Public voting in the the 2020 My LA2050 Grants Challenge begins on Monday, June 8, 2020.
Check out the finalists!
This is an update on the winning proposal from the LIVE category in the 2019 LA2050 challenge.
The LA Troka team recently sat down with six representatives from Mexico and Central America to discuss indigenous food sources, contemporary cuisine, and community health. These individuals representing Mexico, Belize, El Salvador, Guatemala, and Honduras shared their cultural experiences and discussed the mission of LA Troka. When asked if they had ever heard of the countries that made up the area known as Mesoamerica, they excitedly raised their hands, eager to share what they knew. This group of 3rd through 5th graders from Normandie Elementary in Inglewood shared stories of where their families had migrated from and discussed their favorite corn foods including
tamales, tacos, elotes, pozole, and pupusas. Students excitedly went on to explore the ancestral corn plant through hands-on activities. They ground nixtamal into masa using a metate, observed the inside of a corn kernel under a microscope, and learned the parts of the plant in three languages (English, Spanish, Nahuatl). Students left inspired to connect with their family histories and empowered to explore healthier eating habits. This is one of many examples of a community reactivating their culinary roots.
LA Troka: Sembrando Cultura y Nurtrición, brings science, health, history, art and culture to youth across LA County by exploring connections between the historical, cultural, and nutritional components of ancient Mesoamerican foods. LA Troka addresses major issues in community health and wellness. According to findings by the Latino Legislative Caucus and the LA County Department of Public Health, Latinos are less likely to have access to fresh fruits and vegetables. Latinos were also found to eat fast food and drink soda more often compared to non-Latinos, resulting in higher rates of diabetes and obesity. In 2013, 32% of Latino fifth graders in Los Angeles County were reported as obese. For all these reasons and more, LA Troka works with local communities to learn about the importance of healthy living.
Since receiving the LA2050 grant in July 2019, LA Troka has reached more than 4,400 participants through 54 workshops in 26 different public and scholastic events. We anticipate continuing this positive trend and reaching our goal of 10,000 participants by the end of June 2020.
With the implementation of a participant survey, we have begun recording the impact LA Troka has on our local communities. Focusing on raising awareness of nutrition, culinary preparation, and cultural-historical background of native Mesoamerican plant foods, we have found that:
We plan to continue collecting data through the end of the grant period as an evaluative tool to ensure we are meeting program and grant goals while also serving the needs of our communities.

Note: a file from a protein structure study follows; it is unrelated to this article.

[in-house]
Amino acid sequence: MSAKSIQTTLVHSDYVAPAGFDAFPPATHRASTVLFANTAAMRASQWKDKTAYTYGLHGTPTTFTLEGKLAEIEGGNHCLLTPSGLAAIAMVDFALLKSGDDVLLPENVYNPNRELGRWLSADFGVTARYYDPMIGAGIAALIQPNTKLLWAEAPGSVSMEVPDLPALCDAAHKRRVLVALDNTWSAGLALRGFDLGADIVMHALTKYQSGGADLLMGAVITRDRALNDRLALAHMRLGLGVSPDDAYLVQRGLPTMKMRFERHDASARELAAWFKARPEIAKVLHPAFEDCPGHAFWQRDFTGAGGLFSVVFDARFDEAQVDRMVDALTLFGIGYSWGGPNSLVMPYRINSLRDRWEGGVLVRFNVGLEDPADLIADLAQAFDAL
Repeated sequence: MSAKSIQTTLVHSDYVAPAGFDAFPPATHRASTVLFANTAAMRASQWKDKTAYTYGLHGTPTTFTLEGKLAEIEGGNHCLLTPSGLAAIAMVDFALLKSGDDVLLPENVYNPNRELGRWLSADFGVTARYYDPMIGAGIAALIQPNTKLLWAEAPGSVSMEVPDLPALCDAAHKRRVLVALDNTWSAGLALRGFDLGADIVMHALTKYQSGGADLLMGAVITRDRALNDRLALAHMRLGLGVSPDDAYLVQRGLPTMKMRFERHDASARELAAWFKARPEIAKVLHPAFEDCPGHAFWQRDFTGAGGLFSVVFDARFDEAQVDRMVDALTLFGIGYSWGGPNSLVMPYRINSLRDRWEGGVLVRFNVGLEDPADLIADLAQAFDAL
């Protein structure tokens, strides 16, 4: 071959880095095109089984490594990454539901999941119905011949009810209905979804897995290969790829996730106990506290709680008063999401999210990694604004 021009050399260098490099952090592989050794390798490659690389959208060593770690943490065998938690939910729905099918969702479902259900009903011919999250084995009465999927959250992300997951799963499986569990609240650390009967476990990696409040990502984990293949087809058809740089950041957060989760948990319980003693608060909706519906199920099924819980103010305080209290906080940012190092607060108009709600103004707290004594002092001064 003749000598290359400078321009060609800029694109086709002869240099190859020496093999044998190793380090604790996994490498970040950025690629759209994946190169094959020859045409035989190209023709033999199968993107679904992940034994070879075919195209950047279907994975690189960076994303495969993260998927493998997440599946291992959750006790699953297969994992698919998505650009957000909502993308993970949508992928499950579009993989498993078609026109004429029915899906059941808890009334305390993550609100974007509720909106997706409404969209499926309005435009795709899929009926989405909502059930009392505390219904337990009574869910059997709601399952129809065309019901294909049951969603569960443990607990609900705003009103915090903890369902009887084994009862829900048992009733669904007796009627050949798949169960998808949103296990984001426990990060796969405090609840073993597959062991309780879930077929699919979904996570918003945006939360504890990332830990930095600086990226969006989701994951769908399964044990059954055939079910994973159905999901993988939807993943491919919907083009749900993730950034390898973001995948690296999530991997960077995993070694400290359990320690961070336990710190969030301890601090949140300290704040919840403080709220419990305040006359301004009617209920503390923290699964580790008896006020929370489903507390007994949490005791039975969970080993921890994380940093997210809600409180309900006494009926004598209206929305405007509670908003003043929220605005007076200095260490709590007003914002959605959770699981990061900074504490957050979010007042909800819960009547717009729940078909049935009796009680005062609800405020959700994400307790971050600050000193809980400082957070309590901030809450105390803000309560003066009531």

Since receiving the LA2050 grant, we have seen an increase in requests for LA Troka programming at schools and community events. We are especially excited about the work we have begun with after school programs, including Keep Youth Doing Something, Inc. (KYDS), and have worked with entities such as City Year, LA City and County libraries, and the Department of Parks and Recreation. We've extended our reach to various communities like Pasadena, Baldwin Park, Orange County, and Pomona where we have participated in school-based workshops, community events, and STEAM Expos. These collaborations support our interdisciplinary approach to education, incorporating arts, life science, culinary and garden activities, and trilingual literacy as a way of encouraging participants to explore their own family's culture, traditions, and healthy eating.
As a LA2050 grant recipient, we've had the opportunity to network and collaborate with fellow LA2050 grantees, including the Natural History Museum. We are excited to participate in their upcoming summer program, Summer Nights in the Garden. This will be an opportunity for cross-promotion, while mutually expanding each other's audience base and bringing awareness to the Goldhirsh Foundation mission.
While we've been very successful, we've also encountered some challenges – namely, establishing consistent access to K-12 grade students which requires us to create formal agreements with various school districts. Thus far, we have been able to overcome these challenges by connecting with different school and community partners. Our goals for the next six months are to formalize agreements with charter school networks, streamline our reservation calendar, and balance K-12 school workshops with community events. Additionally, we plan to continue developing curriculum to include a total of 25 native Mesoamerican plant foods. Each of these curriculum units will consist of interchangeable lesson plans that can be used depending on event theme, school, grade, season, and student needs.
When planning for the future, we keep in mind the words and stories of our families who show immense support for the work we do. As one parent wrote to us:
“Me gusto que les enseñan como nuestros abuelos y papas nos criaron a nosotros cultivando el producto para poner en la mesa."
“I liked that they teach [the kids] how our grandparents and parents raised us, cultivating the foods that we put on our tables."
LA Troka is motivated by the understanding that students across Los Angeles carry with them a wealth of knowledge. For the 74% of students enrolled in the Los Angeles Unified School District (LAUSD) who identify as Latino and the 38% who speak Spanish as their primary language at home, much of this knowledge comes in the form of family tradition, language, food, and familial history. These are the elements on which LA Troka is founded – supporting health and nutrition while communally reviving our culinary and cultural roots!